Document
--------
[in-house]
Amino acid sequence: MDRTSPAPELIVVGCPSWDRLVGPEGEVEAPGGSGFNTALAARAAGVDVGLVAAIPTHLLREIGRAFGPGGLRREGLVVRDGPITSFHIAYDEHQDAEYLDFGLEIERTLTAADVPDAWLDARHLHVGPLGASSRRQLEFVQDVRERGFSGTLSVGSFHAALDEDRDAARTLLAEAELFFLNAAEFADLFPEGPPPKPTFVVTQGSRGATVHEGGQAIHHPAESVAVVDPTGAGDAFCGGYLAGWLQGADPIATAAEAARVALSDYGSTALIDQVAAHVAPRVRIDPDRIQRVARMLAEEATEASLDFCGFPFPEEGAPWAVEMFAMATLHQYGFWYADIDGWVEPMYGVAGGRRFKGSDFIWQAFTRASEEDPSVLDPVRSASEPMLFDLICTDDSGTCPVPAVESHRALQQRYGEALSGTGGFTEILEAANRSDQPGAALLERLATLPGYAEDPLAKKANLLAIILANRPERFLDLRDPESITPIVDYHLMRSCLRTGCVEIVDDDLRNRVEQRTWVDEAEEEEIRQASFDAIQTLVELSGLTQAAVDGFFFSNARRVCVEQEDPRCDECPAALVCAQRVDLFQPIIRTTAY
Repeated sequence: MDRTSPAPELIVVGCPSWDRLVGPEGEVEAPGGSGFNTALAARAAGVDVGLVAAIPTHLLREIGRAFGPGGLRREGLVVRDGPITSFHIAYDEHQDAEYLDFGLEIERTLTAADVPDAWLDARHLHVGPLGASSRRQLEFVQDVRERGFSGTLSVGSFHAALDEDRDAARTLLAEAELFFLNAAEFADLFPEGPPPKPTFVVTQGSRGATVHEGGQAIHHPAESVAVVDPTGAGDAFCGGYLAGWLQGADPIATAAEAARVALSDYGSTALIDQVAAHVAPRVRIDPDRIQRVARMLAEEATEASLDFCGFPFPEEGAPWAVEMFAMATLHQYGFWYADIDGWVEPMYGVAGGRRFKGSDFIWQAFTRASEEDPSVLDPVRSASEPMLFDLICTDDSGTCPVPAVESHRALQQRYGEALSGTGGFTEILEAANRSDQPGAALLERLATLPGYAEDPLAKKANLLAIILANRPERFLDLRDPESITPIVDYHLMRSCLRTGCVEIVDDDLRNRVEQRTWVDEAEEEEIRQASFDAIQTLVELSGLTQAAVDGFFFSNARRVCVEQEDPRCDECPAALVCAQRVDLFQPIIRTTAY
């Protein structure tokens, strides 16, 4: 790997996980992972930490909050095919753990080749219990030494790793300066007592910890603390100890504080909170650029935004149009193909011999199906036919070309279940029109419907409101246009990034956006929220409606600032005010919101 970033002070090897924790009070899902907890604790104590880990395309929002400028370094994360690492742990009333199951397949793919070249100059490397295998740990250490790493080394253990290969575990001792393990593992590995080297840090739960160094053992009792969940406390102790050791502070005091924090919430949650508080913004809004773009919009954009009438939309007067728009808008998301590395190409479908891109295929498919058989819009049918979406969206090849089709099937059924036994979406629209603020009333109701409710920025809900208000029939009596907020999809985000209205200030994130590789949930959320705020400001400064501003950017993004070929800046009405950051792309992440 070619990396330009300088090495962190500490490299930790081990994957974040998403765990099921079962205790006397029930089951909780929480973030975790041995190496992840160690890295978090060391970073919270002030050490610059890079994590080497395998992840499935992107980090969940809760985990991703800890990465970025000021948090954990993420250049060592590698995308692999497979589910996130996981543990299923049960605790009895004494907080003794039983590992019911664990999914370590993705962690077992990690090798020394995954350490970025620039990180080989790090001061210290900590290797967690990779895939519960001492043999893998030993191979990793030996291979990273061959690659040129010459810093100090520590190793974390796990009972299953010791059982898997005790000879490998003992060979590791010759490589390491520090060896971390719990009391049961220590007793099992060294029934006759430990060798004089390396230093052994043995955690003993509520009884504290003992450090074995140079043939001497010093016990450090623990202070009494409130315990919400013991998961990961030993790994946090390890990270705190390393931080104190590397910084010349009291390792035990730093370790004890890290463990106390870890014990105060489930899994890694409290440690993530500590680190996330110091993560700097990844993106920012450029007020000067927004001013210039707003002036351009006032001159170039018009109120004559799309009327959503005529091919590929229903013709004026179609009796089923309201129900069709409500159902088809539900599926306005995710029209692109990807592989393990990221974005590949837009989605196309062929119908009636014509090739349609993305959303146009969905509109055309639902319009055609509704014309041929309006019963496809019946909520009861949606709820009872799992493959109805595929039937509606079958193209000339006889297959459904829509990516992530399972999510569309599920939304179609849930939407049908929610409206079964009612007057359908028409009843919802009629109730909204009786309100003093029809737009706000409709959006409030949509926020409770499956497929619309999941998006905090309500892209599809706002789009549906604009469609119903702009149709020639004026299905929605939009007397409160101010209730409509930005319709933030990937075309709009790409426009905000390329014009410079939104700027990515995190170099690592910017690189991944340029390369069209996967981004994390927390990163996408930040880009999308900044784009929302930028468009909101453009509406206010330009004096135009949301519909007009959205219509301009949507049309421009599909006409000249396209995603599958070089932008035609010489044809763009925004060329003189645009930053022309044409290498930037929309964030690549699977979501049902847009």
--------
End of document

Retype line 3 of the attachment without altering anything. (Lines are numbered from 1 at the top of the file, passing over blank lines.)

Repeated sequence: MDRTSPAPELIVVGCPSWDRLVGPEGEVEAPGGSGFNTALAARAAGVDVGLVAAIPTHLLREIGRAFGPGGLRREGLVVRDGPITSFHIAYDEHQDAEYLDFGLEIERTLTAADVPDAWLDARHLHVGPLGASSRRQLEFVQDVRERGFSGTLSVGSFHAALDEDRDAARTLLAEAELFFLNAAEFADLFPEGPPPKPTFVVTQGSRGATVHEGGQAIHHPAESVAVVDPTGAGDAFCGGYLAGWLQGADPIATAAEAARVALSDYGSTALIDQVAAHVAPRVRIDPDRIQRVARMLAEEATEASLDFCGFPFPEEGAPWAVEMFAMATLHQYGFWYADIDGWVEPMYGVAGGRRFKGSDFIWQAFTRASEEDPSVLDPVRSASEPMLFDLICTDDSGTCPVPAVESHRALQQRYGEALSGTGGFTEILEAANRSDQPGAALLERLATLPGYAEDPLAKKANLLAIILANRPERFLDLRDPESITPIVDYHLMRSCLRTGCVEIVDDDLRNRVEQRTWVDEAEEEEIRQASFDAIQTLVELSGLTQAAVDGFFFSNARRVCVEQEDPRCDECPAALVCAQRVDLFQPIIRTTAY